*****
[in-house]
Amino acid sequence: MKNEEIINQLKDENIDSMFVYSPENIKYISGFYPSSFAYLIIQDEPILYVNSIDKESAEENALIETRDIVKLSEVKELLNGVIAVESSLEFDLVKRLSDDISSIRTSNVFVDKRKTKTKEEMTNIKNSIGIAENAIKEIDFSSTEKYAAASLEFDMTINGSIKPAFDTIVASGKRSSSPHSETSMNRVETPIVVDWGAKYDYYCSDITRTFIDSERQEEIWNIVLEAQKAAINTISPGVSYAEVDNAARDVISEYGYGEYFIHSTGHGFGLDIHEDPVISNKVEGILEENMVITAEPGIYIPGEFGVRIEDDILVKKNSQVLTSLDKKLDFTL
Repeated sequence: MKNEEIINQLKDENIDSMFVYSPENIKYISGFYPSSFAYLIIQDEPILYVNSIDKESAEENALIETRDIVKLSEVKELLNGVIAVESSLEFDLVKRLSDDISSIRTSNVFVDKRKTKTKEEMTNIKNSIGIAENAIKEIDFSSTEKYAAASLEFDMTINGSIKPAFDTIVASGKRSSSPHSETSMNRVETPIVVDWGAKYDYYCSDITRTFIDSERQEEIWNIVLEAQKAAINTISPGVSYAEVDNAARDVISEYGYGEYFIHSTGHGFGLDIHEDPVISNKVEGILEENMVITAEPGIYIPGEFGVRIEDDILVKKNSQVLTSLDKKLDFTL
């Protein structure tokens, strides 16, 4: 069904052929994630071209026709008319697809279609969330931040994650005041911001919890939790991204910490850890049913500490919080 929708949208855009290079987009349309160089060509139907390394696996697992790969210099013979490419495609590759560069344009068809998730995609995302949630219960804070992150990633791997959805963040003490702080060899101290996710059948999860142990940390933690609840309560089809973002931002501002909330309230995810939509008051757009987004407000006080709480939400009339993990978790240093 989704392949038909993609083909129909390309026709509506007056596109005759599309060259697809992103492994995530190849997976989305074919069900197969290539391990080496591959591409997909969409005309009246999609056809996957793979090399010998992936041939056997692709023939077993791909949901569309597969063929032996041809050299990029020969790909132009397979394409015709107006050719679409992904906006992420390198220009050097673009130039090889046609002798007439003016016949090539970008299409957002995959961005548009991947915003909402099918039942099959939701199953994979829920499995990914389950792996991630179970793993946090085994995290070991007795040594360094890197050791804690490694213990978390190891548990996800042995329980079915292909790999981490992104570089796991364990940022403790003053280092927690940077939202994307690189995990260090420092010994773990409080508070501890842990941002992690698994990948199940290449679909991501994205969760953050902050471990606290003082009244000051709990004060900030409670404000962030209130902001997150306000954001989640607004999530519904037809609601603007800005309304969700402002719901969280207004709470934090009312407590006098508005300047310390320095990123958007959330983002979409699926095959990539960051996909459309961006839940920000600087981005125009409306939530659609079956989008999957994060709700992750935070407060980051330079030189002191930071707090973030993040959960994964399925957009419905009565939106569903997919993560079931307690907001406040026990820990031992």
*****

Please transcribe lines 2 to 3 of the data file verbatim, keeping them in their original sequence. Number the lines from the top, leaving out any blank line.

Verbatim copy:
Amino acid sequence: MKNEEIINQLKDENIDSMFVYSPENIKYISGFYPSSFAYLIIQDEPILYVNSIDKESAEENALIETRDIVKLSEVKELLNGVIAVESSLEFDLVKRLSDDISSIRTSNVFVDKRKTKTKEEMTNIKNSIGIAENAIKEIDFSSTEKYAAASLEFDMTINGSIKPAFDTIVASGKRSSSPHSETSMNRVETPIVVDWGAKYDYYCSDITRTFIDSERQEEIWNIVLEAQKAAINTISPGVSYAEVDNAARDVISEYGYGEYFIHSTGHGFGLDIHEDPVISNKVEGILEENMVITAEPGIYIPGEFGVRIEDDILVKKNSQVLTSLDKKLDFTL
Repeated sequence: MKNEEIINQLKDENIDSMFVYSPENIKYISGFYPSSFAYLIIQDEPILYVNSIDKESAEENALIETRDIVKLSEVKELLNGVIAVESSLEFDLVKRLSDDISSIRTSNVFVDKRKTKTKEEMTNIKNSIGIAENAIKEIDFSSTEKYAAASLEFDMTINGSIKPAFDTIVASGKRSSSPHSETSMNRVETPIVVDWGAKYDYYCSDITRTFIDSERQEEIWNIVLEAQKAAINTISPGVSYAEVDNAARDVISEYGYGEYFIHSTGHGFGLDIHEDPVISNKVEGILEENMVITAEPGIYIPGEFGVRIEDDILVKKNSQVLTSLDKKLDFTL